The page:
Monday, August 8, 2016

"Protest Vote": The Narcissist's Reckoning

When I was a kid, my mother occasionally told me I was "the best little boy in the world", and that I could do anything I set my mind to. I completely realized she was full of crap. She herself plainly didn't believe any of that. My generation - the product of parents who raised children at arm's length, barely tolerant of our nonsense - proceeded to go too far the other way and made our kids the centers of our lives. Kids were kings. A generation was raised as Kardashian celebs, with all attention fixed adoringly on their every utterance and preference.

This, naturally, launched an era of screaming, imperious kids terrorizing public places - like restaurants - with parental impunity. Anyone complaining - e.g. on Chowhound - about such practices was savaged with thermonuclear heat by parents indignantly certain that every childish impulse is like pure gold. A generation of entitled narcissists was being raised, and one day I knew there'd be a reckoning. Well, here it is.

A short article has been making the social media rounds, titled "There’s No Such Thing As A Protest Vote". It patiently explains that democracy requires lining up and being tallied, so your "protest vote" is not special. The subtext is, of course, that you are not special. Your predilections and compulsions are flaccid, useless little puffs of nothingness. You are not a celebrity. You are small.

People nowadays actually need to be told this. And the article is considered a controversial and insightful piece of writing!

An excerpt:
" doesn’t matter what message you think you are sending, because no one will receive it. No one is listening. The system is set up so that every choice other than ‘R’ or ‘D’ boils down to “I defer to the judgement of my fellow citizens.” It’s easy to argue that our system shouldn’t work like that. It’s impossible to argue it doesn’t work like that.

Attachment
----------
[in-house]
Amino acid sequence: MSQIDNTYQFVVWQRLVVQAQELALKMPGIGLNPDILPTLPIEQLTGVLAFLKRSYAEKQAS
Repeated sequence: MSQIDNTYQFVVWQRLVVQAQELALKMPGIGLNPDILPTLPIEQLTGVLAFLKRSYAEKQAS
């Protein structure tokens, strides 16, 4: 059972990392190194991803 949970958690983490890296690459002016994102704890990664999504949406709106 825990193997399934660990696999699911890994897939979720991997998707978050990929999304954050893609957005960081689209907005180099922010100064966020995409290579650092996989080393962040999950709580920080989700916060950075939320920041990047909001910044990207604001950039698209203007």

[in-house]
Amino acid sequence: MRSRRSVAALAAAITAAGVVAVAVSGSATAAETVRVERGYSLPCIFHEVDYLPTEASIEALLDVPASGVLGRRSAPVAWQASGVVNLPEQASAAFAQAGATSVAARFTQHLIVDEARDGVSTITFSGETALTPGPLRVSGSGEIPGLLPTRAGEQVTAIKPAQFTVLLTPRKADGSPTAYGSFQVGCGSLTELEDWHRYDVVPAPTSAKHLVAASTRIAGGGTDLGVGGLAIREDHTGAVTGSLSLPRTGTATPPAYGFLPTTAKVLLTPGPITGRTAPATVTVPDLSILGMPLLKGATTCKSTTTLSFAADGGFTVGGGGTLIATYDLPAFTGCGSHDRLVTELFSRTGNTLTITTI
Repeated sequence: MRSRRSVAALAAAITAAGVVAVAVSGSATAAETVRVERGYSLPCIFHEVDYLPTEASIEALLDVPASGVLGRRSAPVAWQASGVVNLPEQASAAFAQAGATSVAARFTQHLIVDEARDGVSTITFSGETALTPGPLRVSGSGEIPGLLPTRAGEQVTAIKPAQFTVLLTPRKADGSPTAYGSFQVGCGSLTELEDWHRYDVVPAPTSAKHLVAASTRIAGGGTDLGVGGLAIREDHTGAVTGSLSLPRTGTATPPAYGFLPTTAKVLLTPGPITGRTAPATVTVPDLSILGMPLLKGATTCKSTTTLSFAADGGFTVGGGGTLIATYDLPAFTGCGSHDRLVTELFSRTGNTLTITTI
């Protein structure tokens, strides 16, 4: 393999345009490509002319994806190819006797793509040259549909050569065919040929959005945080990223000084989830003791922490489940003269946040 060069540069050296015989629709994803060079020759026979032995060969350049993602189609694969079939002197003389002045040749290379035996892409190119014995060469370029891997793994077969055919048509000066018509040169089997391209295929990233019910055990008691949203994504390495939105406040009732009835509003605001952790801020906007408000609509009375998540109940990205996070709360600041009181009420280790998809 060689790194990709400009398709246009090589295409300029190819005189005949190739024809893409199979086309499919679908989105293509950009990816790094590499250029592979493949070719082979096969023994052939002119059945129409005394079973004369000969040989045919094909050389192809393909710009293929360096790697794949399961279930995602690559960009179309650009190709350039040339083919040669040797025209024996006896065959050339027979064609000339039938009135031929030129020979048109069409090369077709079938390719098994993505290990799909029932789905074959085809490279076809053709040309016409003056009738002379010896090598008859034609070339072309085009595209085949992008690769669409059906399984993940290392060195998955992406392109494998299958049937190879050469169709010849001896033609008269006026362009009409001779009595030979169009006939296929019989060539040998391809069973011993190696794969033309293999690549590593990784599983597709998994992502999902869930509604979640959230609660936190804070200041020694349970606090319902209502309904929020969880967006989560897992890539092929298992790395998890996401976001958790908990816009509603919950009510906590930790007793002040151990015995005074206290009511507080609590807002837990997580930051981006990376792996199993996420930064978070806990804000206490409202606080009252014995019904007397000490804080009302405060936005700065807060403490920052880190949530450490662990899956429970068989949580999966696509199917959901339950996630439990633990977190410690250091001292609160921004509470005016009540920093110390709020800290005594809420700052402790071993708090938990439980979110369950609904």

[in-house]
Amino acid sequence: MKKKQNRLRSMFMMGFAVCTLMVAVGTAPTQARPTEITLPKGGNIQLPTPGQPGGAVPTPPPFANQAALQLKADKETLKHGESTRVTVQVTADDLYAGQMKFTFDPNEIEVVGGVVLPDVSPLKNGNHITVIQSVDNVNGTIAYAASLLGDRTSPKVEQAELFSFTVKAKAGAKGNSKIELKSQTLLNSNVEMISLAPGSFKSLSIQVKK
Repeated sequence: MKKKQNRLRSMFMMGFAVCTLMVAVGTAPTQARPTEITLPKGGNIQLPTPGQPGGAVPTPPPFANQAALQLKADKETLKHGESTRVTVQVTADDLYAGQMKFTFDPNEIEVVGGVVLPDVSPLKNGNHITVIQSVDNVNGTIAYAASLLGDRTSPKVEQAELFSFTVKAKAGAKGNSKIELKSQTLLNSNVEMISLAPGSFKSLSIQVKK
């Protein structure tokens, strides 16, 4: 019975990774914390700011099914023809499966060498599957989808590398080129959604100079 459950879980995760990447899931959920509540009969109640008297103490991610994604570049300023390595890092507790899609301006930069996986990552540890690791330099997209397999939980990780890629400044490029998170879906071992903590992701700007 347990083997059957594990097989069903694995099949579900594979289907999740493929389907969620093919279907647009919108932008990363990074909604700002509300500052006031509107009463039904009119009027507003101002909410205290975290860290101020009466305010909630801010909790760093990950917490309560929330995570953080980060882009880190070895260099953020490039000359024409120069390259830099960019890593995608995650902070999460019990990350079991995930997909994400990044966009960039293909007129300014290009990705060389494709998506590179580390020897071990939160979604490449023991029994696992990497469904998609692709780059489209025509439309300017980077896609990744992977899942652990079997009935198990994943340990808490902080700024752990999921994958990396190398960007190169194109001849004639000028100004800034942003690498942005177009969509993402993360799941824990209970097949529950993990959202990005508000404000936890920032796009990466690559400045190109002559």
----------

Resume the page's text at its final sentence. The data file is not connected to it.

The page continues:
This is frustrating, of course, but that’s how our Presidential elections are set up. Democracies alternate the coalition in power, but different systems do so in different ways. In multi-party systems, voters get the satisfaction of voting for smaller, ideologically purer factions — environmental parties, anti-immigrant parties, and so on. The impure compromises come when those factions are forced to form coalitions large enough to govern. The inevitable tradeoffs are part of the governing process, not the electoral process.

In America, by contrast, the coalitions are the parties. Our system also produces alternation of power, and requires compromises among competing interests, but those compromises happen within long-standing caucuses; issues come and go, but the two parties remain. This forces the citizens themselves to get involved in the disappointing tradeoffs, rather than learning about them after the fact. No one gets what they want in a democracy; two-party systems simply rub voters’ noses in that fact...

...Throwing away your vote on a message no one will hear, and which will change no outcome, is sometimes presented as ‘voting your conscience’, but that’s got it exactly backwards; your conscience is what keeps you from doing things that feel good to you but hurt other people. Citizens who vote for third-party candidates, write-in candidates, or nobody aren’t voting their conscience, they are voting their ego, unable to accept that a system they find personally disheartening actually applies to them.

No comments:

Blog Archive